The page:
George W5JDX is only the first well known ham to headline this year’s program agenda, added Frank K4FMH. “We will follow George with the prolific author, broadcaster, and ham radio operator Don Keith N4KC in February.” Don’s recent book, Firing Point, was made into a very popular movie, Hunter Killer, with others on the way. He is a prolific author of books about shortwave and amateur radio, one of which is The Amateur Radio Dictionary: The Most Complete Glossary of Ham Radio Terms Ever Compiled. Don’s February presentation via Skype will be on Ham Radio Lingo. Our year will backend with Rob Sherwood NC0B, producer of the Holy Grail of receiver measurement ratings, the Sherwood Tables. Rob’s talk, also via Skype, is titled, “How to Use My Tables.” These are very well-known amateur radio operators but we have much more during the year planned for presentations.
“We wanted to blend some well-known ham speakers that we do not regularly get to experience in a club setting with informative topics from both our own members and other area hams,” Frank K4FMH said. “I think we’ve done that.” Topics and speakers include operations on six meters (Mike Duke K5XU), WSPR (J.D. Toony K5HH), APRS (Mike McKay APRS), and digital modes on HF (Eddie Pettis N5JGK and Carolyn Irons KJ5RC). We will also cover preparing for contest operations (John Struemph K1JHS), establishing basic test equipment on your workbench (Tom Brown AE5I) and a festival of pictures of CMSARA member shacks during a program called Shack Night!. Frank K4FMH said, “I’m very pleased to have area hams who are affiliated with the Jackson ARC and the Vicksburg ARC to deliver top flight presentations to our membership and meeting attendees.” The ability to have an interchange of ideas and experiences from area hams is a real benefit to maintaining a vibrant club.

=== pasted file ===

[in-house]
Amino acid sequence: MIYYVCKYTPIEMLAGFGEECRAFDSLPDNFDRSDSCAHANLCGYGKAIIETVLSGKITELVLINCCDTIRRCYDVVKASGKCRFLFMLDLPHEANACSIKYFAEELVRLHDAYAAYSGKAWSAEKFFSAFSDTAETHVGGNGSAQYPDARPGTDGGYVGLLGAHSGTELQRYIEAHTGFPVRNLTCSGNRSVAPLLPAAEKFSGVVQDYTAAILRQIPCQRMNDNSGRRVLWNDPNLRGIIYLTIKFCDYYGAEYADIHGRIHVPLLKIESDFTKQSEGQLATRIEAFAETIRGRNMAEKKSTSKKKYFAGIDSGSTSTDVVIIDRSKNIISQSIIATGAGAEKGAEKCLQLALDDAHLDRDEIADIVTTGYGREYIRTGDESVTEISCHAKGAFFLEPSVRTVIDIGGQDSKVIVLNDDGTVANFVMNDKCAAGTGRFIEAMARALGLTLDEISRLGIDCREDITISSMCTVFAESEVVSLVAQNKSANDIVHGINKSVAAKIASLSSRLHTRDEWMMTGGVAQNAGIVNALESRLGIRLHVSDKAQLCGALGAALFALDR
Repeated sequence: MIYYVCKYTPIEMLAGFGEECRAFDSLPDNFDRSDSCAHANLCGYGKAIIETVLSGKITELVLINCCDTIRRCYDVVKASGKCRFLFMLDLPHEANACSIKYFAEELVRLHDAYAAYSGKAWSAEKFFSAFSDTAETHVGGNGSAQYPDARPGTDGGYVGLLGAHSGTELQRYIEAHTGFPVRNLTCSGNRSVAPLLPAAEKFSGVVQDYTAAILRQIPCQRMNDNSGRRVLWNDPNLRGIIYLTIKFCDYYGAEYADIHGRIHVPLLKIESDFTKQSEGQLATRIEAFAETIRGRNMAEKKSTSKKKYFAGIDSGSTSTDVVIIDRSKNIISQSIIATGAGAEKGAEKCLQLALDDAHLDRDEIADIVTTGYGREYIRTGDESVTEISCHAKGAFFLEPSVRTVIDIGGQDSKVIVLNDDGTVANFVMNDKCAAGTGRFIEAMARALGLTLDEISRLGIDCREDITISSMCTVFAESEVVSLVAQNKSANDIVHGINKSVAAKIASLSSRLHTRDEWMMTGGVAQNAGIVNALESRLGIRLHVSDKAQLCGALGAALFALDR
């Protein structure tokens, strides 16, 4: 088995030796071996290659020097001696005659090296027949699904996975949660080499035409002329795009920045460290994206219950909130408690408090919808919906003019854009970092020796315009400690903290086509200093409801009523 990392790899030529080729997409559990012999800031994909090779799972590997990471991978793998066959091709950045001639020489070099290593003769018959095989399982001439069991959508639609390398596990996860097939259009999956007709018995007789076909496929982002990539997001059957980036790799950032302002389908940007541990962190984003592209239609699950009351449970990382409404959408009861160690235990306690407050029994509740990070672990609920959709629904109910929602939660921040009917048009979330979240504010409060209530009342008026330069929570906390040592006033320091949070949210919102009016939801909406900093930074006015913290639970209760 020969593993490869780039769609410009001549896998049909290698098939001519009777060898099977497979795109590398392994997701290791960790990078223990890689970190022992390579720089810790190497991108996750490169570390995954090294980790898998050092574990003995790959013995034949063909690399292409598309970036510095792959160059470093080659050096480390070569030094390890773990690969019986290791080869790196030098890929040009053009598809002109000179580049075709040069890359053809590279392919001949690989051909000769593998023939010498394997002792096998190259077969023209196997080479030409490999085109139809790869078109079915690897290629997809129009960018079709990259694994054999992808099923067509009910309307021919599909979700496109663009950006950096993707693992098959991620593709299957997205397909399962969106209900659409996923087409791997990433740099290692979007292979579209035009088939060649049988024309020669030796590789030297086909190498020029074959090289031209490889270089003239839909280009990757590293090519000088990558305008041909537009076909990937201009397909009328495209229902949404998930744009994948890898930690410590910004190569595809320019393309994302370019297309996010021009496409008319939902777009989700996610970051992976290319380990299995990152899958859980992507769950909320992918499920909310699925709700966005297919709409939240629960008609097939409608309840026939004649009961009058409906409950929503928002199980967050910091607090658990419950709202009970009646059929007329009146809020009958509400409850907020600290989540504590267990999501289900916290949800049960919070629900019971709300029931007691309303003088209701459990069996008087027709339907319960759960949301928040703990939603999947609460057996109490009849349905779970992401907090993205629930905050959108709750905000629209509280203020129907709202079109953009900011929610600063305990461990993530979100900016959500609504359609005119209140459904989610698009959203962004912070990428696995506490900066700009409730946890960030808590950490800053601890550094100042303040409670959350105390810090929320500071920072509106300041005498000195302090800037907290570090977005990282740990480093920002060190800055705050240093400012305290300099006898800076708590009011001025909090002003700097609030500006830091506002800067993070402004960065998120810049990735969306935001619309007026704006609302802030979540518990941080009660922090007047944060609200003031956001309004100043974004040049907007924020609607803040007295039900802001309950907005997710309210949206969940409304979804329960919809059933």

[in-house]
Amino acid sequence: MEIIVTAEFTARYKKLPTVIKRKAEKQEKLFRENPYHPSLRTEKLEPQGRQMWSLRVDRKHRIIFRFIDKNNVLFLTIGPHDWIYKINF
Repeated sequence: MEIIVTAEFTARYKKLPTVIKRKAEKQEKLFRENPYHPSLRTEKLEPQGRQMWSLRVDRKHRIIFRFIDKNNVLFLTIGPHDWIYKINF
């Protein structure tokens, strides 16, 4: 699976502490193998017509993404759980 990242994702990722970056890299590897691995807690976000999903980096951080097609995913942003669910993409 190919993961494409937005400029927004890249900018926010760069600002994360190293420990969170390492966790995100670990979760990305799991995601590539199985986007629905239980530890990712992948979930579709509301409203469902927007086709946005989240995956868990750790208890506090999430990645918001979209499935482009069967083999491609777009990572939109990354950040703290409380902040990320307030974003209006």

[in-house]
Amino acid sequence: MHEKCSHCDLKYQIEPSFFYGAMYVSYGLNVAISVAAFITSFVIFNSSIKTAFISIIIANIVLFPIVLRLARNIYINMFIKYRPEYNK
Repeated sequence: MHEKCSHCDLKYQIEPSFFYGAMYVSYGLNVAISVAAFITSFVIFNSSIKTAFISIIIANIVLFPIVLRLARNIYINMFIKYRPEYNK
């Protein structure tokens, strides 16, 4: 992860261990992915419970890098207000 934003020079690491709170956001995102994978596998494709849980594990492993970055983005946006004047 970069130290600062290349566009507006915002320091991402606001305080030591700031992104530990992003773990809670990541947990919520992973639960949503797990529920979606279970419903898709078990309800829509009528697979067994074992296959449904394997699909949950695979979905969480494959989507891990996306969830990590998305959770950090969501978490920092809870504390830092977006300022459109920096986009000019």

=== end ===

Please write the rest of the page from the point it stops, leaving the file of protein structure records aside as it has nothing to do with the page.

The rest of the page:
CMSARA welcomes non-members, hams who are visiting the area, and groups from nearby cities to join us at the Rankin County Extension Service auditorium where we have plenty of seating, good audio-visual equipment, and Internet access. We keep the “business” end of our club to a minimum and include a half-hour of pre-program fellowship as well as after the program itself. VE Testing is available every month with the exceptions of June and December due to Field Day planning and our Christmas Party respectively. The club has periodically had car pools of hams from as far away as the Starkville and Columbus areas attend CMSARA programs.